Burberry Used to Burn Its Unsold Products. Now, It’s Giving Up the Practice (and Real Fur, Too)
British luxury fashion house Burberry is going to stop using real fur in its collections and will no longer burn unsold stock, the company says.
PETA and other animal rights organizations had long hounded Burberry (BURBY), like many luxury fashion brands, for its use of fur. The fur ban starts with the first collection of Riccardo Tisci, who led Givenchy for 12 years and came to Burberry this spring. Burberry notes its use of fur had been limited for many years to rabbit, fox, mink and Asiatic raccoon, but going forward, these and Angora will be banned. Tisci’s first show for the 162-year-old fashion house will be at London Fashion Week on Sept. 17.
Burberry came under fire in July when an earnings statement disclosed that the fashion house had incinerated more than £28.6 million ($37.6 million) in unsold merchandise in the past year. The tactic, apparently common in the fashion industry, attempts to avoid flooding the market with marked-down products and to reclaim import taxes. But environmentalists don’t find it a suitable solution. Burberry, however, said it only destroyed items with its trademark and worked with companies to collect the energy.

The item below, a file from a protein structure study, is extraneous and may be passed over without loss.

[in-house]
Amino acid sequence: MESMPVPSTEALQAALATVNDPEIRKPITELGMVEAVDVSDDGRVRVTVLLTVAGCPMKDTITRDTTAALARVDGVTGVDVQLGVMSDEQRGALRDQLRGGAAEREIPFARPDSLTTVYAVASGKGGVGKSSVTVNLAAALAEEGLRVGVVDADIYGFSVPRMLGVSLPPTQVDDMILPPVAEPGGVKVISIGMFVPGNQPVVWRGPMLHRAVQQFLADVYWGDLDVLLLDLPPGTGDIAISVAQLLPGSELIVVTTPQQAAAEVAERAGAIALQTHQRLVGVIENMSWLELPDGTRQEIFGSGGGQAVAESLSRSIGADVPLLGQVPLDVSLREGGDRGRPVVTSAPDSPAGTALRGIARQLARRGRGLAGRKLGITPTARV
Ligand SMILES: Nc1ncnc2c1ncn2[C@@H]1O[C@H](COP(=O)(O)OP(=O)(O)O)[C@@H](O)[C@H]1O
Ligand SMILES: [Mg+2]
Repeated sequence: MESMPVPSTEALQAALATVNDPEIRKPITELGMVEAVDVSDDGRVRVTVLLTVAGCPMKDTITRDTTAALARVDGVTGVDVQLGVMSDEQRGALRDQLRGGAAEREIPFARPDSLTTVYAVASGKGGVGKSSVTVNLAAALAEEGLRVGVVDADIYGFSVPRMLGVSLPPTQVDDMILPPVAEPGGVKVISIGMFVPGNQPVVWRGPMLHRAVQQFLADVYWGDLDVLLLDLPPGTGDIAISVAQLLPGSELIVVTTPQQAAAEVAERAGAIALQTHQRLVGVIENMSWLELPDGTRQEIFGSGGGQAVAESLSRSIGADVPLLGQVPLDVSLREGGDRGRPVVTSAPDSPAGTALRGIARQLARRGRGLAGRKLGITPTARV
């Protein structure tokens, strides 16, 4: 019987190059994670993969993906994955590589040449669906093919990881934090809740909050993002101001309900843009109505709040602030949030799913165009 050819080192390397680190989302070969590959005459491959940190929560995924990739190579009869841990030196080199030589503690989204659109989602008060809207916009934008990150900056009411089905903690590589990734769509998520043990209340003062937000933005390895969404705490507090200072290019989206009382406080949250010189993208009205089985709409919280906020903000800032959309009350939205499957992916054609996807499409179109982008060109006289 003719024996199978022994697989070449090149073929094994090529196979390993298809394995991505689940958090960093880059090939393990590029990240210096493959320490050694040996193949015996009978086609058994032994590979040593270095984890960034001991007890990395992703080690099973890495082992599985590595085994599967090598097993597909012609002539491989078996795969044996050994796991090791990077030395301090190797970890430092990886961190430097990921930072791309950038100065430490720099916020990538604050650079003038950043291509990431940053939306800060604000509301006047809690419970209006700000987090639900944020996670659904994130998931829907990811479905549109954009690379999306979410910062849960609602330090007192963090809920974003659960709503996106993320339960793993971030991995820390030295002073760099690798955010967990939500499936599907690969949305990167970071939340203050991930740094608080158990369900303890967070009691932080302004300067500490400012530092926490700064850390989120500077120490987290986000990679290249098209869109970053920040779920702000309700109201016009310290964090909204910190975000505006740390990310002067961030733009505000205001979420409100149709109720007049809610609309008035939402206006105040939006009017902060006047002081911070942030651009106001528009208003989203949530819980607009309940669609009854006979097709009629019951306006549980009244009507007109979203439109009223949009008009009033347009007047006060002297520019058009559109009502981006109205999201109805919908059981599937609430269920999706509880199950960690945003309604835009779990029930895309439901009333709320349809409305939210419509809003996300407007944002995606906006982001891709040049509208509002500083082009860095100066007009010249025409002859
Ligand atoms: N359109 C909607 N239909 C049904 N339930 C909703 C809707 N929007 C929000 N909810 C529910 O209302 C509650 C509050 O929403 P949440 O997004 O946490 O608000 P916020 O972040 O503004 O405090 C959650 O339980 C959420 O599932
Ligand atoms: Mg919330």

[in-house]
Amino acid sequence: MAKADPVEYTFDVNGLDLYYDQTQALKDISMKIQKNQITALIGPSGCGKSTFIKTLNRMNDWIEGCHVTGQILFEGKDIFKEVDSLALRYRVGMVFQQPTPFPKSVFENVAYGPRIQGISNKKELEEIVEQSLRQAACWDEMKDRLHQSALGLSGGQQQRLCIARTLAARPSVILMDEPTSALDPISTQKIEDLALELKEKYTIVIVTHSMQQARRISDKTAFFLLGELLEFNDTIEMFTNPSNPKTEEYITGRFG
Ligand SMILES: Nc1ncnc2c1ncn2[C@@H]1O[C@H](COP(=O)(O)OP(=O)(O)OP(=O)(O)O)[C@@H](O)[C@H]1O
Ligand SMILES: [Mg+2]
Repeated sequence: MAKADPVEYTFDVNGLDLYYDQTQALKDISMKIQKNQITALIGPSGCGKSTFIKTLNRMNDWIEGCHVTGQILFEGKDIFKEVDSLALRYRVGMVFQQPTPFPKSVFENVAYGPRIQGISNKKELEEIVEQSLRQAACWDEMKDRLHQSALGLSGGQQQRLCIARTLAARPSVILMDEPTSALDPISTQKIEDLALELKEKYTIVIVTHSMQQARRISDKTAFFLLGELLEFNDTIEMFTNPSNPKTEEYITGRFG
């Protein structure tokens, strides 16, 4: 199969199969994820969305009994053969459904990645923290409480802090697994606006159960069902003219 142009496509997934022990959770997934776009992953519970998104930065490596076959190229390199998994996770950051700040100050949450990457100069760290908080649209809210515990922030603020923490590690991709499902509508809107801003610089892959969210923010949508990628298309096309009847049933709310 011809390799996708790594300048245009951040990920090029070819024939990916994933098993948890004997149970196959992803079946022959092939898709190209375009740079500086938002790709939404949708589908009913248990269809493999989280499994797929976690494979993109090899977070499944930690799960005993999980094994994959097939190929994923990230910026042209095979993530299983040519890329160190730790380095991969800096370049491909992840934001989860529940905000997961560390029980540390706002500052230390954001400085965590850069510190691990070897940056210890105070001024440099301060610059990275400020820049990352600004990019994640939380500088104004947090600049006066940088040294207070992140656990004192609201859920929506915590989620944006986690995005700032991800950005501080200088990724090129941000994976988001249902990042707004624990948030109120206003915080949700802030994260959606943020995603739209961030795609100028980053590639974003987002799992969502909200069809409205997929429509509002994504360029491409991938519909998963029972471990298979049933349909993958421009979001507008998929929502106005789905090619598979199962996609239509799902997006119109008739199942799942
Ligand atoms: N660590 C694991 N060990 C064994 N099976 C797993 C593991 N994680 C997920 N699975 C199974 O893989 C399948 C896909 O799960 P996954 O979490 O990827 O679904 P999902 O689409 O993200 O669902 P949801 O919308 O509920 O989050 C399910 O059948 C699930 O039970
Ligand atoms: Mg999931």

Second-hand clothes market thredUp wrote a critical open letter to Burberry about the tactic in July. “We are in the midst of an environmental crisis exacerbated by the fashion industry,” the letter read. “Fashion is now responsible for 10% of global carbon emissions, and is projected to drain a quarter of the world’s carbon budget by 2050. We respect the desire to protect your brand image, but discounting your product shouldn’t be scarier than setting it on fire.”
Tisci has already implemented a few other changes in his time at the fashion house, including updating its logo and reintroducing Burberry’s heritage monogram: